The City continues to participate with Lancaster County in a HOME Consortium, where the Lancaster County Housing and Redevelopment Authority manage the Consortium HOME funds that cover the City and the County.

During 2013, CDBG funds were used in nine discrete projects in the categories of housing (rehabilitation, inspections, critical repairs and fair housing services), economic development activities (promoting small business development and opportunities for minorities), human services (public safety/crime prevention and homeless outreach), and infrastructure improvements.

Additionally, CDBG funds were used to assist 15 homeowners deal with serious safety and/or health threats in their residences by using the City's emergency repair loan program designed to eliminate hazardous structural conditions and/or reduce or remove unhygienic elements in the environment.

The City has worked with the Department of Economic Development and Neighborhood Revitalization to address lead hazards by conducting risk assessments and clearance inspections. In addition, certified contractors conduct lead hazard reduction work on all single-family and rental units rehabilitated with CDBG and HOME funds.

The City included in its CAPER its role in affirmatively furthering fair housing and identifying impediments to fair housing. In 2013, the County in conjunction with the City. of Lancaster updated the Analysis of Impediments to Fair Housing Choice. We commend you for these efforts. Please note that the Office of Fair Housing and Equal Opportunity (FHEO) is available to provide technical assistance regarding affirmatively furthering fair housing upon your request.

We congratulate the City on its many accomplishments during this program year.  Based on our review, we have concluded that the City of Lancaster has the capacity to carry out its programs and has met its reporting requirements.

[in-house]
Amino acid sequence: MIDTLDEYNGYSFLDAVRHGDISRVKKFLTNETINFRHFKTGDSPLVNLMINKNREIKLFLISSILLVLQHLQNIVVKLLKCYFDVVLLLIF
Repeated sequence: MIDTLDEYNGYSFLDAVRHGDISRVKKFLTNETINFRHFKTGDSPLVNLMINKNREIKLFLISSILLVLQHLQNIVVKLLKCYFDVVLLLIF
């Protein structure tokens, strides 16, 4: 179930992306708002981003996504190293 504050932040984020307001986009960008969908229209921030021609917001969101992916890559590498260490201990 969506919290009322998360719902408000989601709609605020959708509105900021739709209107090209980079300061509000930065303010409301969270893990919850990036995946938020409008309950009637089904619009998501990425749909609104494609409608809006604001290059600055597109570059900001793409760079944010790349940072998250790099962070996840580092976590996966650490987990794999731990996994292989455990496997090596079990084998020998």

We ask that you review our assessment of your performance and provide any comments that you may have within 35 days of the date of this letter. Upon receipt, we will evaluate your comments and make any revisions that are deemed appropriate. If you do not have any comments, we request that you formally notify us of that fact within the 35-day timeframe. Where no comments are received within the designated timeframe, our initial letter will serve as our final assessment of the City's performance for this program year. To facilitate and expedite citizen access to our performance letter, we request that you inform the general public and interested citizens' organizations and non-profit entities of its availability. If, for any reason, the City chooses not to do so, please be advised that our office is obligated to make the letter available to the public. We appreciate your cooperation in this matter.

We look forward to continuing to work with you and members of your staff to accomplish Departmental goals and mutual objectives to develop viable urban communities. We would also be pleased to provide you with any information on resources that may be available to your community. · If you need assistance, or if you have any questions concerning the content of this letter, please contact Mr. Nadab 0. Bynum, Community Planning and Development Director, at (215) 861-7652, or Ms. Patina Ming, Senior Community Planning and Development Representative, at (215) 861-7662. This office may be reached via text telephone (TTY), by dialing (215) 656-3452.

Sincerely,

Jane C. W. Vincent
Regional Administrator